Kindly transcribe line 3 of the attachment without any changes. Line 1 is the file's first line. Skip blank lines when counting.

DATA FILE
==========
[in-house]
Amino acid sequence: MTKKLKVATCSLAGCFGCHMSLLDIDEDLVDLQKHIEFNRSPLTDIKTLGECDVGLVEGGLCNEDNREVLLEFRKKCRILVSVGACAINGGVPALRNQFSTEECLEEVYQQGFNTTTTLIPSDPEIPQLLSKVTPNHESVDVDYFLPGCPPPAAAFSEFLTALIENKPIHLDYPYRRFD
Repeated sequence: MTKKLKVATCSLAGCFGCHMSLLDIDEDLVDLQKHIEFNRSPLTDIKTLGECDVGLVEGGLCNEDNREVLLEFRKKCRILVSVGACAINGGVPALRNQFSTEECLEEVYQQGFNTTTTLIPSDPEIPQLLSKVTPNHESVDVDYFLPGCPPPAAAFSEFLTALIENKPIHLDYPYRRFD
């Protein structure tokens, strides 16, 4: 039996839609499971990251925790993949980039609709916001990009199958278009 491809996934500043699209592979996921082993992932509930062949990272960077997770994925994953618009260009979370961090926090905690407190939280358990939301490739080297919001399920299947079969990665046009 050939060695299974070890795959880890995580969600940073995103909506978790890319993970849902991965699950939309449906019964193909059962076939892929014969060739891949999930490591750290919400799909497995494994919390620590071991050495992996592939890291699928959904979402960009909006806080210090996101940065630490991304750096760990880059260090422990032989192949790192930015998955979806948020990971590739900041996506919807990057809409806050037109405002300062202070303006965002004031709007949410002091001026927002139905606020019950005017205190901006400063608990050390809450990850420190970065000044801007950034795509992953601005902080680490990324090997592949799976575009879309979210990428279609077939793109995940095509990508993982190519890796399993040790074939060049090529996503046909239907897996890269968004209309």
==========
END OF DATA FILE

Repeated sequence: MTKKLKVATCSLAGCFGCHMSLLDIDEDLVDLQKHIEFNRSPLTDIKTLGECDVGLVEGGLCNEDNREVLLEFRKKCRILVSVGACAINGGVPALRNQFSTEECLEEVYQQGFNTTTTLIPSDPEIPQLLSKVTPNHESVDVDYFLPGCPPPAAAFSEFLTALIENKPIHLDYPYRRFD